There is much paranoia in the United States about China’s rise as a global power, with politicians across the ideological spectrum referring to the country as an “adversary” or a “rival”.
|The 'Tree of Life' in the British Museum, made by Mozambican artists from decommissioned weapons after that country's 16-year civil war, fuelled in part by the global arms industry.|
A story in yesterday’s New York Times (“China’s Arms Industry Makes Global Inroads”) confirmed that yes, indeed, China is exhibiting the superpower pathology. The story in question documented the manner in which China “has set its sights on moving up in the value chain in arms technology and establishing itself as a credible competitor in the global weapons market”.
This ambition has helped to move the Chinese government into the forefront of a criminal, irresponsible industry which enables and sows death and destruction around the world while averting its eyes and averring that responsibility for the repercussions of the sale of such killing machines lies elsewhere.
Amnesty International characterises the top arms exporters as the “Big Six”: China, France, Germany, Russia, Britain, and the United States. All of these countries, in engaging in a trade worth tens of billions annually, sell their weapons irresponsibly: whether to despotic or kleptocratic governments dominated by their respective militaries; to indebted countries as a way of keeping governments addicted to arms rather than focussing on serious social problems; or to countries with long histories of human rights abuses.
Weapons sales have the capacity to subvert democracy not only in the countries on the importing end. The exporters suffer as well. For example, when Britain’s Serious Fraud Office began to investigate a corrupt, bribe-ridden arms deal between BAE Systems and the Saudi Arabian government, the Saudis threatened to shut down intelligence sharing if Britain persisted in the investigation. Knuckling under to this blackmail by a repressive client state, then-Prime Minister Tony Blair enraged Britons by forcing the SFO to halt its investigation.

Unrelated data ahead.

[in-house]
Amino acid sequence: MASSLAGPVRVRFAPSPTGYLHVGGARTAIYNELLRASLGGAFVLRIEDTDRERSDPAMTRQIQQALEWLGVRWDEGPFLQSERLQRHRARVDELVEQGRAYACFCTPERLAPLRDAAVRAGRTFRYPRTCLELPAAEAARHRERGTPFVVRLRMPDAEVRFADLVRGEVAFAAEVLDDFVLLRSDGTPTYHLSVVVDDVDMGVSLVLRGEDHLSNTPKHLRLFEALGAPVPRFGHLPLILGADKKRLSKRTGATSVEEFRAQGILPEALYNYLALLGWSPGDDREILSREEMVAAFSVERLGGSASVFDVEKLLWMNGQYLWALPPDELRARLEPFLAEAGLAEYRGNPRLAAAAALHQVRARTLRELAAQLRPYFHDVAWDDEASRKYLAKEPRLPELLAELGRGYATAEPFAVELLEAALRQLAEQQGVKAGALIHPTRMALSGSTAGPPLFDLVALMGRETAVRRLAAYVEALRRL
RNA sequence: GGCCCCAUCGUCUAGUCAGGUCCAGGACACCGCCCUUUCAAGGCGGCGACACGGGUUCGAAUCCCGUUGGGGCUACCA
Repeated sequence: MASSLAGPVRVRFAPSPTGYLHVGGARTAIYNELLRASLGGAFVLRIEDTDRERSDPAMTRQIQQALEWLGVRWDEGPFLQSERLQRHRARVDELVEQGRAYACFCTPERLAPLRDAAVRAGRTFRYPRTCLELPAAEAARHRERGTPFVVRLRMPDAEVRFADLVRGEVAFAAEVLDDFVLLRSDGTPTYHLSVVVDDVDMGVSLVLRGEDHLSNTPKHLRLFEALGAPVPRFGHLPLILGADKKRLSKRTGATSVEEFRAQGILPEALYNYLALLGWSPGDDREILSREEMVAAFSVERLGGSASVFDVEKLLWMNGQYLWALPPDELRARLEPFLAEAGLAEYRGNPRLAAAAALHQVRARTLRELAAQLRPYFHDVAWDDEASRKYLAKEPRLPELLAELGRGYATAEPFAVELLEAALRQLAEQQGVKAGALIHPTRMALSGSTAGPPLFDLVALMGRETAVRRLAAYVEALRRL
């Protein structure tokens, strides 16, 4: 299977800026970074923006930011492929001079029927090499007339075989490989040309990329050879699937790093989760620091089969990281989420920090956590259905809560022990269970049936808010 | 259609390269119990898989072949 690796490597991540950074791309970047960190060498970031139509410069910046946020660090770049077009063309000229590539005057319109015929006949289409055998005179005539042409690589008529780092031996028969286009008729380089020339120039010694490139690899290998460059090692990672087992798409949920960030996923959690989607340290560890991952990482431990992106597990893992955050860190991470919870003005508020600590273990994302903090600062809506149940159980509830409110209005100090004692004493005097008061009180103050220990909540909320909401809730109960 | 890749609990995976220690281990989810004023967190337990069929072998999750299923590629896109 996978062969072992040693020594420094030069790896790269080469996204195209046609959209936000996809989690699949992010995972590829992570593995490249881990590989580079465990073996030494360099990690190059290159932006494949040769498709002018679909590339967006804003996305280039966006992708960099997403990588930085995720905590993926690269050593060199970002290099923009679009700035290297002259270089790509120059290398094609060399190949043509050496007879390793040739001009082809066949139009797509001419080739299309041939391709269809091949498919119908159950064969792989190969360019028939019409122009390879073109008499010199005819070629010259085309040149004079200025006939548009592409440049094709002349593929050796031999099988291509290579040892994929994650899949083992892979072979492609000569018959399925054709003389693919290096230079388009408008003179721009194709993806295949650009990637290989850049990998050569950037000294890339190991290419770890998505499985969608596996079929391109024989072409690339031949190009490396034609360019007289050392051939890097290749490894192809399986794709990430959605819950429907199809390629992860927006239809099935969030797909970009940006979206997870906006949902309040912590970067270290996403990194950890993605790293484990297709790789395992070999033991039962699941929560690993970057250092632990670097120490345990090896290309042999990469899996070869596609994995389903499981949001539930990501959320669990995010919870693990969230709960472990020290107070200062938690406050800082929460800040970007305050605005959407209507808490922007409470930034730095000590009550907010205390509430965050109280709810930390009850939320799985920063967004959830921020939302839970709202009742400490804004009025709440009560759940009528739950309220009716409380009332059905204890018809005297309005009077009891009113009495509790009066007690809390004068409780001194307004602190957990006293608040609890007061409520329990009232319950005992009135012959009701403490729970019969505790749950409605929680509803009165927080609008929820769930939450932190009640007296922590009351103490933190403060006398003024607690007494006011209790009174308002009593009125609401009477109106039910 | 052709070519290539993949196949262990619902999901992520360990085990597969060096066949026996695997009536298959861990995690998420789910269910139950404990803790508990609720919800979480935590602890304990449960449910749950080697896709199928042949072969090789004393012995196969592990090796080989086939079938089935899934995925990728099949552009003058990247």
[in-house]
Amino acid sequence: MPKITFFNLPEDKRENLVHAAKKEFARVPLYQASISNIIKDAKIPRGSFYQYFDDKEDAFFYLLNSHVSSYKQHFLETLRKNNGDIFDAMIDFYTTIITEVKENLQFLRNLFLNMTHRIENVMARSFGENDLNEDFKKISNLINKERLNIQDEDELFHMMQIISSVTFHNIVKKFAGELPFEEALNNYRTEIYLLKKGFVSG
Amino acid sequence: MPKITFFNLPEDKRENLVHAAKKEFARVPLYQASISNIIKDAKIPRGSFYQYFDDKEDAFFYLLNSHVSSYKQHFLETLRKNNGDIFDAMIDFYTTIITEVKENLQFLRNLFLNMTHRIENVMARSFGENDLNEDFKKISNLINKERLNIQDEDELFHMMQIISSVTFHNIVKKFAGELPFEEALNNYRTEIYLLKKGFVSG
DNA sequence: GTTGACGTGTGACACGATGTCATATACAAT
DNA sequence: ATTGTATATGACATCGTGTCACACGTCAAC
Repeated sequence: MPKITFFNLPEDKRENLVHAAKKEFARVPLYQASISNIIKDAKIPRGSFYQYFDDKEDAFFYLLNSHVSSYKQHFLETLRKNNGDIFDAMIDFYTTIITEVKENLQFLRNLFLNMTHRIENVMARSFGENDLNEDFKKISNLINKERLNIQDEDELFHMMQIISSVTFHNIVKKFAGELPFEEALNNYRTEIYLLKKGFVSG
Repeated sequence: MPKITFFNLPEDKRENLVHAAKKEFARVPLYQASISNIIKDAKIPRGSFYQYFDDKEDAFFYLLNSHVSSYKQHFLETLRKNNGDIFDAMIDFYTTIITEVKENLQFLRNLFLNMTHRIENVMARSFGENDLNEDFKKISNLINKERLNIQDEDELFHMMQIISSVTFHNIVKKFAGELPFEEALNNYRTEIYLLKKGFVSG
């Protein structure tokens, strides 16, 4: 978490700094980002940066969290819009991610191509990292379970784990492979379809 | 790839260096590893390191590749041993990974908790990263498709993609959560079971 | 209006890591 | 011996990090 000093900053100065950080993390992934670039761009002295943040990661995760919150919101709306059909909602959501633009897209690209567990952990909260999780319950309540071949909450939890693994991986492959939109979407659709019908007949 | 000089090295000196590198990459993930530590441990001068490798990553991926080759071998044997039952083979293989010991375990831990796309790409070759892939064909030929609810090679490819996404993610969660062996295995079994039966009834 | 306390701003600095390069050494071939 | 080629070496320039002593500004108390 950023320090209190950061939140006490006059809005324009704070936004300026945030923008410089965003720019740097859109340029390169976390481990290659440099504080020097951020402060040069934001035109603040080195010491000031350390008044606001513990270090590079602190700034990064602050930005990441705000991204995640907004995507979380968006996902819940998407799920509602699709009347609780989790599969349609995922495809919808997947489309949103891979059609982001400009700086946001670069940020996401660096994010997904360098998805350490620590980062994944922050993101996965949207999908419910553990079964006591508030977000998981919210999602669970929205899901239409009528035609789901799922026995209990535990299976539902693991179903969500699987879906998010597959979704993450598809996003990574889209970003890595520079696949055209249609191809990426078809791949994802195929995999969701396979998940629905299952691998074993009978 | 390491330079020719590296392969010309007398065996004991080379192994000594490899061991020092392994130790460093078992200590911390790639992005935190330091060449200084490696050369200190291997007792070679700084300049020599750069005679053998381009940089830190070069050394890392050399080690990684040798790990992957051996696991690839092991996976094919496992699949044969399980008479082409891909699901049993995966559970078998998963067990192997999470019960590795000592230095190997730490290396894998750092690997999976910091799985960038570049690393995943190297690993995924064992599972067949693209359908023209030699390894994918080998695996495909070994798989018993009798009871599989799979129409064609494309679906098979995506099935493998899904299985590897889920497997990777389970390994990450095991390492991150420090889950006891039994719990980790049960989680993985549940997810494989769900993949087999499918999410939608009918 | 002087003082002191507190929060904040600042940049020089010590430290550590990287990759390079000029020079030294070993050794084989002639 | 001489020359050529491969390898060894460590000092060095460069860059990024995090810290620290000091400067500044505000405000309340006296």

And most of the Big Six governments themselves make ample use of weapons systems—whether to curb dissent at home or to wage colonial-style wars abroad. These wars act as a subsidy to the Killing Industry which has branched out into providing contractors and even small armies for hire—willing and able to do the dirtiest of the dirty work that makes even relatively bloodthirsty governments in the U.S. blush.
There is something downright evil about the existence of such a trade. There is something sick about democratic governments sending representatives to weapons fairs to promote the sale of weapons that they know will be used to put down domestic dissent and shore up military regimes. There is something degrading—but illustrative of the command that corporations exert over our politics—about a head of government acting like nothing more than a pimp for companies whose trade is in death.
There is outcry when anyone talks about regulating the arms industry or scaling back on the manufacture of arms for our own military because of the jobs such industries support (in spite of the fact that the nature of weapons systems means that they require fewer and fewer workers). But when an immoral industry is not only contributing to our own entanglement and warmongering abroad, but also to violence in the parts of the world where U.S. companies sell their weapons, surely we must think about the moral tenability of such an argument. And when we face ultimately far more serious threats which stem from our misuse of the Earth’s resources, there are plenty of ways in which we could be retooling our national economy in a way that employs people in productive rather than destructive enterprises.
Surely at a time when violence the world over is so visible, and when its ramifications are so far-ranging an unpredictable, we should be appalled by the expansion of an industry which flourishes by encouraging people to arm themselves against one another, and kill one another on an appalling scale.